Eldridge, Iowa

I'm all the way east, near the Mississippi River, at the Eldridge caucus at the North Scott County High School and will be blogging it live in this post. This shop is gonna be run by Marty O'Boyle, a Scott County (Davenport) Democrats vice chair, and he's the subject of intense speculation out here: a jolly, very influential Dem decked out tonight in a blue rugby shirt, he committed to Gephardt early in '04 and realigned with Kerry when Gephardt blew it. But he's "kept his powder dry" this year, as someone in the Obama Davenport operation told me. Everybody's watching which way he'll go. 

The firefighters are big in this area, so if Dodd's not viable, they'll be a major bloc to watch for ...

I'm bringing this to you from the office of the assistant principal, Frank Wood -- he's a state senator as well and a big Obama supporter. The tall, bald, bespectacled Wood just popped in here, shocked at how many independents they're signing up already. They've registered about twelve and "have twelve standing out there waiting to sign up," he says, breathlessly. "This is very nice ..."

Josh Brennan, Edwards's youthful, red-bearded precinct captain, downplays expectations -- "this area is getting more rural" -- and predicts the caucus will break for Obama. "My heart is pounding. I'm very nervous." 

6:30pm: James Hill, a redheaded Obama supporter, just rolled in. He's bringing his life partner along to caucus for Obama for the first time. "We're all really interested in the horse-race," I tell him. "I got kicked out of the state of Nebraska for drugging a race horse," he replies. I get the feeling he's not kidding. His shirt says Pirate Rule. "I am a pirate," he explains. "Except I don't like booty. I went through the candidates' lives and decided to be for the one who passed up money the most times. It was Obama."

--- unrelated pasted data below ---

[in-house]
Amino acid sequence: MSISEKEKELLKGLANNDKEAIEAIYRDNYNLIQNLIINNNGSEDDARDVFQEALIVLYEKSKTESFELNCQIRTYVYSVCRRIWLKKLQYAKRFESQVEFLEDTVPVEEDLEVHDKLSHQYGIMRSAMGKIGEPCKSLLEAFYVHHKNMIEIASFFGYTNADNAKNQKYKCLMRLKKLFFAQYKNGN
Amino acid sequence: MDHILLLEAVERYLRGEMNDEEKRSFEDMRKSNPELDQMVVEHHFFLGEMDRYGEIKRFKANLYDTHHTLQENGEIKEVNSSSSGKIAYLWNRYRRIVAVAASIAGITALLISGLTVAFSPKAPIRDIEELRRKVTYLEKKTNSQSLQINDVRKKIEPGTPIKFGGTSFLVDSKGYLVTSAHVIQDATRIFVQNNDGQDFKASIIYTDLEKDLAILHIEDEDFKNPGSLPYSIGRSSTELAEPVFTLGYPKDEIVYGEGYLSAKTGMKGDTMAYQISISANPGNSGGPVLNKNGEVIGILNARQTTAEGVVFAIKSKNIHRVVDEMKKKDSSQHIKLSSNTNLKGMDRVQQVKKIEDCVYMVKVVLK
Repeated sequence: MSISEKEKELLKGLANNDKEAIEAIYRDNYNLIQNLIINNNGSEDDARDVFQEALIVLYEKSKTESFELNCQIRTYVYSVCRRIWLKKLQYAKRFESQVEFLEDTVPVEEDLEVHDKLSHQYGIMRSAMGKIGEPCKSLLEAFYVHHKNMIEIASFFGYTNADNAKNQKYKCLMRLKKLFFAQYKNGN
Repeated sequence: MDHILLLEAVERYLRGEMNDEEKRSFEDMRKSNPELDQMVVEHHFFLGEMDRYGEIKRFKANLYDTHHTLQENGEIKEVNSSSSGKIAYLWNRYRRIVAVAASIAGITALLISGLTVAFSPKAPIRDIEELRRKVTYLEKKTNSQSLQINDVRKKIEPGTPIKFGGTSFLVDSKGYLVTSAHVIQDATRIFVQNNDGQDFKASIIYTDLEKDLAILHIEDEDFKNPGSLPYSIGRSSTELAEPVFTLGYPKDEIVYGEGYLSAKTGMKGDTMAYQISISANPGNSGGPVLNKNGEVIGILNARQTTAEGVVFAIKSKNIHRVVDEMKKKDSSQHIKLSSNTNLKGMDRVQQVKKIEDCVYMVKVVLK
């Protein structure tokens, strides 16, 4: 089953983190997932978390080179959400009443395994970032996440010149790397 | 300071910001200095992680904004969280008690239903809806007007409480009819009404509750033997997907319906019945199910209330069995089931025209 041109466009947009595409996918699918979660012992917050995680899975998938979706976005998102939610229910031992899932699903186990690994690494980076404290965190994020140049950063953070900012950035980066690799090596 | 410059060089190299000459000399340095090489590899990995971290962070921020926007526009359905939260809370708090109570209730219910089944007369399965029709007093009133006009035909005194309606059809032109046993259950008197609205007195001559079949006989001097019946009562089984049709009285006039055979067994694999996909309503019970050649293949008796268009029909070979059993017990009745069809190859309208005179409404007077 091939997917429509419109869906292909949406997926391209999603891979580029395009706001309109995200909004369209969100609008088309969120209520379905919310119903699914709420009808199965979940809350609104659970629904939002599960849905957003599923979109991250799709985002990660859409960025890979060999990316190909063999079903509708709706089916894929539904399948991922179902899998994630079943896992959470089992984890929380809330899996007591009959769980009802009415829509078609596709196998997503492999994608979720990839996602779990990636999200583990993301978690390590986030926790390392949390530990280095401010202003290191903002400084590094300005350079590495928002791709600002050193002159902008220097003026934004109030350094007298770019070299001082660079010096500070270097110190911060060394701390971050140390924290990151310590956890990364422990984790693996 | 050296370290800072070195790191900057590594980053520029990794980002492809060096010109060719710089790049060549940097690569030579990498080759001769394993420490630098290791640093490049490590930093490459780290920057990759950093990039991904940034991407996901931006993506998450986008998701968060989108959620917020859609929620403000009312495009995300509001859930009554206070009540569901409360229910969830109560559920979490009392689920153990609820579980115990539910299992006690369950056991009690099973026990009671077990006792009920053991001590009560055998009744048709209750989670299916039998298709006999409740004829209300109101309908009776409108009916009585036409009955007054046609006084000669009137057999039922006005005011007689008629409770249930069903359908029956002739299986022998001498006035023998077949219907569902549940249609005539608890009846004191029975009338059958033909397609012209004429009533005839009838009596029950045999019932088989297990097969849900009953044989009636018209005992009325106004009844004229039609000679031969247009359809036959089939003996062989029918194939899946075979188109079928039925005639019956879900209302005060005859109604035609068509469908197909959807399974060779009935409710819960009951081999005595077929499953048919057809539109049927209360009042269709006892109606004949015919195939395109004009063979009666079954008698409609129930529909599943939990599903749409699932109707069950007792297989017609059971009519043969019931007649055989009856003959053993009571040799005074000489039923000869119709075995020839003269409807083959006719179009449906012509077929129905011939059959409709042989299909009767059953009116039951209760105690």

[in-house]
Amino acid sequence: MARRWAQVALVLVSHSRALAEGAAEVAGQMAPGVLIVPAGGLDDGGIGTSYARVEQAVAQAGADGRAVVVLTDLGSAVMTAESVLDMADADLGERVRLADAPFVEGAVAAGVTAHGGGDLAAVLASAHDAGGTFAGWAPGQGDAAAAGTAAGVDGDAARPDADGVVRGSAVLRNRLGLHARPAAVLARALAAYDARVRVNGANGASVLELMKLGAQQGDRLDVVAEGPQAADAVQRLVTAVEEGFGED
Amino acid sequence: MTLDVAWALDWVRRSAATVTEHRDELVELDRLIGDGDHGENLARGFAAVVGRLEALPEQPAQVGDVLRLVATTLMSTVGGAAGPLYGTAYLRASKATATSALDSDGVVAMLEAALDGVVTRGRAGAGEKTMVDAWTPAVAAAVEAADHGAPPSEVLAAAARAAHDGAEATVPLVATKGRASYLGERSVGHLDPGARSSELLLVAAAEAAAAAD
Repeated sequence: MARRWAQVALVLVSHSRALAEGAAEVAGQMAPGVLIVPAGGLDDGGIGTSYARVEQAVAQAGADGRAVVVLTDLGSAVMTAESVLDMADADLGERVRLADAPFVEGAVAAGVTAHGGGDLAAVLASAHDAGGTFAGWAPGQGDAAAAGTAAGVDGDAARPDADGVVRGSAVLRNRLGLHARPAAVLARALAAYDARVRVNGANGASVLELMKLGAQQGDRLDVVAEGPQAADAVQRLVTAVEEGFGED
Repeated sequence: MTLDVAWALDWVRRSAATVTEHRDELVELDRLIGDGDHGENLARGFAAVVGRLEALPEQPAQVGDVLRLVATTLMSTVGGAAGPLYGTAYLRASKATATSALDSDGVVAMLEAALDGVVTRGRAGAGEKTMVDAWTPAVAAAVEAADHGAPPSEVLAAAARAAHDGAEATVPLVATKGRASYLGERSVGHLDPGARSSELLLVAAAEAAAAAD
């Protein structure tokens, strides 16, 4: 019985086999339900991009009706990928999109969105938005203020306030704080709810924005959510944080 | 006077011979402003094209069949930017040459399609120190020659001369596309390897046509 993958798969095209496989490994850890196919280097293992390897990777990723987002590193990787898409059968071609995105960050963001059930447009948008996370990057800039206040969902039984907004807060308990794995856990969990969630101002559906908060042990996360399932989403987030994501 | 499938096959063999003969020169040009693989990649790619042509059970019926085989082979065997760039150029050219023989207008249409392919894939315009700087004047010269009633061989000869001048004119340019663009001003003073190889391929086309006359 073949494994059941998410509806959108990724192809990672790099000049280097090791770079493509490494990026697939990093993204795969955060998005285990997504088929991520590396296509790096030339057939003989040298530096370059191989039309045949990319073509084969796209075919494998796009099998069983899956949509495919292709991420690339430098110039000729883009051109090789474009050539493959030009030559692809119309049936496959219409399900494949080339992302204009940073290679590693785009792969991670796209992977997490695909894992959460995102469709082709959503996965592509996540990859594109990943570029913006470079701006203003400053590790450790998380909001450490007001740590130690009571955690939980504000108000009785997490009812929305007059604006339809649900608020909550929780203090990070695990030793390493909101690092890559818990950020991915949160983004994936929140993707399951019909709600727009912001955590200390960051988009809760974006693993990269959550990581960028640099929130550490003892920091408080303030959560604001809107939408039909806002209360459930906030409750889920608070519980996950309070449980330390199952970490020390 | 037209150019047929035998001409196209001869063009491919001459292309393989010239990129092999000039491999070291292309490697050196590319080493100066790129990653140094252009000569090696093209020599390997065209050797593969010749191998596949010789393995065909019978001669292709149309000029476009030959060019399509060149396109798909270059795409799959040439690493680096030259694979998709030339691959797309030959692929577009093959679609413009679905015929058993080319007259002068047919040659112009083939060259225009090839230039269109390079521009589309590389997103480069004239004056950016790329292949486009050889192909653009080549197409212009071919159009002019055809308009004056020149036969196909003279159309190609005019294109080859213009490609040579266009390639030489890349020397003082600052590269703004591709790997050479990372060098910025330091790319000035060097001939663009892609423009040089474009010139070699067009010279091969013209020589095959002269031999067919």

6:40pm: How's the crowd? "Really big," says Brennan. "Good for Obama?" I say. "Bad for us," he mutters, mournfully.

6:45pm: Turns out Hill is the Obama precinct captain. This strikes me as slightly alarming. He tells me he was kidding about the life partner thing, but not the pirate thing. "I ran for local office as a pirate in 2004," he says. "I got 1%." He has a "1%" tattoo on his back.

6:49pm: The Hillary tables are full evidence of the "Granny Getout" Mike mentioned. Average age for Hillary supporters, in sharp contrast to Obama and Edwards supporters, appears to be approximately 81. "Connie! Get over here!" yells John Peters, a Hillary fan with a white flat-top haircut (!!) who's a caucus veteran and who's taken it on himself to call out to renegade friends. "Aaah!" Connie says, trotting over to the "Undecided" table.

... the Hillary campaign is the only one to deliver food, natch -- sandwiches and cookies. Peters is making liberal use of this fact to attempt to attract people to his tables.

7:00pm: Word has just come in from Dodd: Go with Hillary if Dodd isn't viable. Wood, the assistant principal, attempting to counteract this order, hands the firefighters sitting at the Dodd table a flyer: "OBAMA: LET BIDEN, DODD, KUCINICH INTO NEW HAMPSHIRE DEBATE."

"I heard it's not true [about Hillary]," says one of the firefighters. "Oh no!" says Fae Harvey, the Hillary precinct captain, earnestly. She's come to babysit the Dodd people and hand out Hillary flyers. "It's true!! From Dodd's orders. I wanna win. I'm not gonna win lying."